Over 80 people in Britain have already died from variant Creutzfeldt-Jakob Disease (vCJD), the fatal brain-wasting illness that comes from BSE (Bovine Spongiform Encephalopathy) or Mad Cow Disease in cattle, and the eventual toll could run into thousands.
BSE and vCJD represent a continuing danger to people in Britain and throughout the world. There have already been deaths from vCJD reported in France and Italy, while just days following its publication, two more deaths occurred in Britain.14-year-old Zoe Jeffries died on Saturday October 29 after being diagnosed with vCJD when she was 12. The same day, scientists from the National CJD Surveillance Unit in Edinburgh confirmed that a 74-year-old man who died last year also suffered from the brain disease. These two cases bring the total number of those diagnosed with Human BSE in the UK to 85, of whom 82 have died.
All previous known victims were aged between 12 and 55, and confirmation that a 74-year-old has been struck down by Human BSE could dramatically increase the total numbers who may eventually die from the disease. Government adviser Professor Roy Anderson told the press, "we are in the process of taking into account the rise of the numbers in the light of a considerably broader age range."
Yet the findings of the official Inquiry into BSE published on October 26 finds no one was to blame for the emergence of this crisis. The incoming Labour government in 1997 set up the Inquiry, headed by senior judge Lord Phillips, and its two-year investigation has cost £27m. The 16-volume, 4,000-page report he has produced does not make any criticisms of the food industry, whose practices lie at the heart of the scandal. In answer to a question at the press conference launching his report, Lord Phillips said the meat industry had come out of the crisis “relatively unscathed”. He went on to describe the supermarket chains as a “force for good.”
Labour's Agriculture Minister Nick Brown presented parliament with the findings of the Inquiry, going out of his way to avoid any criticism of his Conservative predecessors, who were in office when the number of instances of BSE reached its peak. He quoted Lord Phillips' verbatim saying, “The Government did not lie to the public about BSE,” because when Ministers told the public that “beef is safe to eat”, they believed what they were saying.
The Conservative and Labour Parties have declared a mutual political amnesty, preferring to shift the blame onto those government scientists and civil servants who advised them.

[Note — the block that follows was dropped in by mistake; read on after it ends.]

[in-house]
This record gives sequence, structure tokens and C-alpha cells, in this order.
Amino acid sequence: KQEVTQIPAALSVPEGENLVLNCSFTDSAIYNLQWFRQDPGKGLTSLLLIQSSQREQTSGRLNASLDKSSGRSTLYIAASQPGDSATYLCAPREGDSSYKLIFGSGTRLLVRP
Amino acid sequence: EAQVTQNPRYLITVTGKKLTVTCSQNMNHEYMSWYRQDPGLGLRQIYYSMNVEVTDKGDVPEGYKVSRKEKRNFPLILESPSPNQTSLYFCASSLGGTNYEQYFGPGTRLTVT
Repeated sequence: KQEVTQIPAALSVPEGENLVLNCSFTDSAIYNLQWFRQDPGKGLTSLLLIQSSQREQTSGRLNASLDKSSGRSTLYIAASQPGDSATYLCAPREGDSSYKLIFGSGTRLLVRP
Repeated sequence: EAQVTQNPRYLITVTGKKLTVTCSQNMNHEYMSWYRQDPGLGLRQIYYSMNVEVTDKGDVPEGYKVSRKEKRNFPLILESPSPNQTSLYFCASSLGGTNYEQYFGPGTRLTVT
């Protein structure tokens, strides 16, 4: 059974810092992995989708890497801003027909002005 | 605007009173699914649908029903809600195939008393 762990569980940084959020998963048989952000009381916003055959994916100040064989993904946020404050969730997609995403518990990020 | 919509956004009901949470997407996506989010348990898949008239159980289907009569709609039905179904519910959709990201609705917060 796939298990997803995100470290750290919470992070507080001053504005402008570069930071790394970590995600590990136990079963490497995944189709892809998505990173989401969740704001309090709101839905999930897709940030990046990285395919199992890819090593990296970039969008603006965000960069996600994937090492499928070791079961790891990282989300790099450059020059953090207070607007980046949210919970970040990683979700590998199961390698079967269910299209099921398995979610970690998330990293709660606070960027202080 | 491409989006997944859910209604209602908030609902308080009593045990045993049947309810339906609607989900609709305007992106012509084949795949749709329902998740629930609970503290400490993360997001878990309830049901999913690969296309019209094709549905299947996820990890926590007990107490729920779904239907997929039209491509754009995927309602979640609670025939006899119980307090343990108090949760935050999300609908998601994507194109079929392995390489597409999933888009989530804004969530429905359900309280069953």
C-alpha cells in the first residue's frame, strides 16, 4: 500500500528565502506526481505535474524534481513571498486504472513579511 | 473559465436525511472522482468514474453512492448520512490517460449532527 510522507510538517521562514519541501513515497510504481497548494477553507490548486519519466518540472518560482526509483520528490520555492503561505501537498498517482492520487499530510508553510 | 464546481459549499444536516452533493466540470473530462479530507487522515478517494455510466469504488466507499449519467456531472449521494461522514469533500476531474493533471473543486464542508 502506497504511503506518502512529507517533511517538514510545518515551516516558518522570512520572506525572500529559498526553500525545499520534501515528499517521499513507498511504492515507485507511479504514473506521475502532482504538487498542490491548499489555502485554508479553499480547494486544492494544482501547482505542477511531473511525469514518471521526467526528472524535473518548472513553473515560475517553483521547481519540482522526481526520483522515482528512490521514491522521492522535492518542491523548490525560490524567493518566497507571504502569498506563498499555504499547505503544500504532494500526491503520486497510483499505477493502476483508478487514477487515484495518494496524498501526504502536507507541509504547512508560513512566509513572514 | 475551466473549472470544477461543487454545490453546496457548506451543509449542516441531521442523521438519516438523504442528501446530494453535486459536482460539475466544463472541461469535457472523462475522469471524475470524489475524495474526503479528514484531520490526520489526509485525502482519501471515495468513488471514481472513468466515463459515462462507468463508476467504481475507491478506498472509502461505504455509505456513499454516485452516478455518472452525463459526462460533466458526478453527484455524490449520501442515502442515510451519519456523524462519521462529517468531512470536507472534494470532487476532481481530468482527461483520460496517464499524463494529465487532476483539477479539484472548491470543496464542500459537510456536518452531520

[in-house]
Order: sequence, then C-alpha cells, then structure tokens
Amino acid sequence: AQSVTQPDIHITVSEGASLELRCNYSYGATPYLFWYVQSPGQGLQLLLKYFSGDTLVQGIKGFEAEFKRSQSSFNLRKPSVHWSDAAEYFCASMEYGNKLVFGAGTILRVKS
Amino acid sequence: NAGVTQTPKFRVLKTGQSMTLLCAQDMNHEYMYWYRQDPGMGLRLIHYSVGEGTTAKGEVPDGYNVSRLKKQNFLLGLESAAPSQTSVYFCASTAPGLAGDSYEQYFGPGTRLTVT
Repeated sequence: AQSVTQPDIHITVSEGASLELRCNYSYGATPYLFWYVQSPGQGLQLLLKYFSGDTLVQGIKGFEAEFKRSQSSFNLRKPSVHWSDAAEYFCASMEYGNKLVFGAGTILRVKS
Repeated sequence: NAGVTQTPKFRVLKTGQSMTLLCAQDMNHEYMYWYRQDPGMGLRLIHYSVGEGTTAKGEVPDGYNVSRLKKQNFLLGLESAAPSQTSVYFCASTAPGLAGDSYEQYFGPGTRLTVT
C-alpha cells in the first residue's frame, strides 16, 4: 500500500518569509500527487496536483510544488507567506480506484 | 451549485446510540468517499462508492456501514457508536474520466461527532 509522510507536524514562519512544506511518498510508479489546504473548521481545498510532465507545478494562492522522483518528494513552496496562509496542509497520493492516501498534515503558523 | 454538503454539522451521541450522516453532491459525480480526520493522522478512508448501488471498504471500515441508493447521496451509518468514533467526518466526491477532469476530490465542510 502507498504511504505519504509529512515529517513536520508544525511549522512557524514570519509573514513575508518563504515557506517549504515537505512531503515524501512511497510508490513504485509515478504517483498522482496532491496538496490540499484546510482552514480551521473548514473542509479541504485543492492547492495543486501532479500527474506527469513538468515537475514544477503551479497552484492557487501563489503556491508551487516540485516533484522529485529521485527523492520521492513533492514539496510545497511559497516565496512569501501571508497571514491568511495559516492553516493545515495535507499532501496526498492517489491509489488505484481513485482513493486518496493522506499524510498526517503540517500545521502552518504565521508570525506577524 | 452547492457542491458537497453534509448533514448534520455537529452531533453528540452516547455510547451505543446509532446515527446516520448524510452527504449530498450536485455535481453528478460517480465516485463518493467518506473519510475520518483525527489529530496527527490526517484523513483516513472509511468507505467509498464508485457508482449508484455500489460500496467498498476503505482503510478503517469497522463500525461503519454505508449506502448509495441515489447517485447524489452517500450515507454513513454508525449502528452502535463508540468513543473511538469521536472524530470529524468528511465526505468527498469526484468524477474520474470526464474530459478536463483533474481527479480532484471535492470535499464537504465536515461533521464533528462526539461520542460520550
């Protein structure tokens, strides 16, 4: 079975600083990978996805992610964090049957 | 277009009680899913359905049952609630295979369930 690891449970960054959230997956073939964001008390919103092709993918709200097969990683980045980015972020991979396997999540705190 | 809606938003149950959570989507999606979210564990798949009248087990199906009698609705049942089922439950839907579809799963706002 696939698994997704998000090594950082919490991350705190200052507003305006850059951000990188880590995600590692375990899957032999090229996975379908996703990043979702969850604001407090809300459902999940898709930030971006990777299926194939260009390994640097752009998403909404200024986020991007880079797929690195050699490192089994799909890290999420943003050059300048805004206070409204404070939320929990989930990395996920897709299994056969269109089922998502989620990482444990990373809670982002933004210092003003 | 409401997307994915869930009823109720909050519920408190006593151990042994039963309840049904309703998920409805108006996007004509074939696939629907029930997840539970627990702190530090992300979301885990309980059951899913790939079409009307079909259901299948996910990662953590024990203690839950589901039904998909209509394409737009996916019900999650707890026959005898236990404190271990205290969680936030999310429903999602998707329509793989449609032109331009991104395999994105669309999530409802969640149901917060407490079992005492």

They can do this only because Lord Phillips report is a whitewash. It contains some praise and only the mildest of criticism for those politicians and public servants whose actions and inactions are implicated in what is Britain's worst-ever food safety crisis. “We have concluded that, in general, our system of public administration has emerged with credit from the part of the BSE story that we have examined.” In the report itself, Lord Phillips writes, “any who have come to our report hoping to find villains and scapegoats should go away disappointed.”Maintaining “confidence”
The real purpose of the Phillips Inquiry, and the thrust of its “lessons,” is to restore and maintain public confidence in the government, and especially its pronouncements on health and food safety.
The report is replete with references to “shortcomings”, “bureaucratic processes”, “breakdowns of communications”, “inadequate interdepartmental liaison”, “unacceptable delays”, “failures of communications,” “lack of urgency” etc. The one thing absent from the document is any concrete attribution of responsibility for the crisis.
Everything is explained as the result of “mistakes”, errors of judgement or bad advice. But all concerned are deemed to have had only the most honourable intentions: “The Government was preoccupied with preventing an alarmist over-reaction to BSE because it believed that the risk [to humans] was remote. It is now clear that this campaign of reassurance was a mistake. When on 20 March 1996 the Government announced that BSE had probably been transmitted to humans, the public felt that they had been betrayed. Confidence in government pronouncements about risk was a further casualty of BSE.”